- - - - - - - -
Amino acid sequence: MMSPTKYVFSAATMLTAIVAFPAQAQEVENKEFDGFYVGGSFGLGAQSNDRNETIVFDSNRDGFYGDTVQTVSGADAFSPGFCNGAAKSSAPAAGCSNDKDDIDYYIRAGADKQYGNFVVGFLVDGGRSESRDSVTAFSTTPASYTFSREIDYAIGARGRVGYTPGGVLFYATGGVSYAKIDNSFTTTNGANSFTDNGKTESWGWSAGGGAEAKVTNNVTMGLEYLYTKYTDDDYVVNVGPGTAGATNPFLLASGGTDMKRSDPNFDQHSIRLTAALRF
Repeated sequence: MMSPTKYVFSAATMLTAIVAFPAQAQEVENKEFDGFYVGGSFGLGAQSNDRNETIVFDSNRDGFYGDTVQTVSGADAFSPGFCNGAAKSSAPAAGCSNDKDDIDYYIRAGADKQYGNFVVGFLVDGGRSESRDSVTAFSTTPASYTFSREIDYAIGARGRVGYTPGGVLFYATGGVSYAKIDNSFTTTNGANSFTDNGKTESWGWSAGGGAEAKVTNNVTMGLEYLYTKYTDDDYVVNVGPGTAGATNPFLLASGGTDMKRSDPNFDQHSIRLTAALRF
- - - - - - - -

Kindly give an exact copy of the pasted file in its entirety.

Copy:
Amino acid sequence: MMSPTKYVFSAATMLTAIVAFPAQAQEVENKEFDGFYVGGSFGLGAQSNDRNETIVFDSNRDGFYGDTVQTVSGADAFSPGFCNGAAKSSAPAAGCSNDKDDIDYYIRAGADKQYGNFVVGFLVDGGRSESRDSVTAFSTTPASYTFSREIDYAIGARGRVGYTPGGVLFYATGGVSYAKIDNSFTTTNGANSFTDNGKTESWGWSAGGGAEAKVTNNVTMGLEYLYTKYTDDDYVVNVGPGTAGATNPFLLASGGTDMKRSDPNFDQHSIRLTAALRF
Repeated sequence: MMSPTKYVFSAATMLTAIVAFPAQAQEVENKEFDGFYVGGSFGLGAQSNDRNETIVFDSNRDGFYGDTVQTVSGADAFSPGFCNGAAKSSAPAAGCSNDKDDIDYYIRAGADKQYGNFVVGFLVDGGRSESRDSVTAFSTTPASYTFSREIDYAIGARGRVGYTPGGVLFYATGGVSYAKIDNSFTTTNGANSFTDNGKTESWGWSAGGGAEAKVTNNVTMGLEYLYTKYTDDDYVVNVGPGTAGATNPFLLASGGTDMKRSDPNFDQHSIRLTAALRF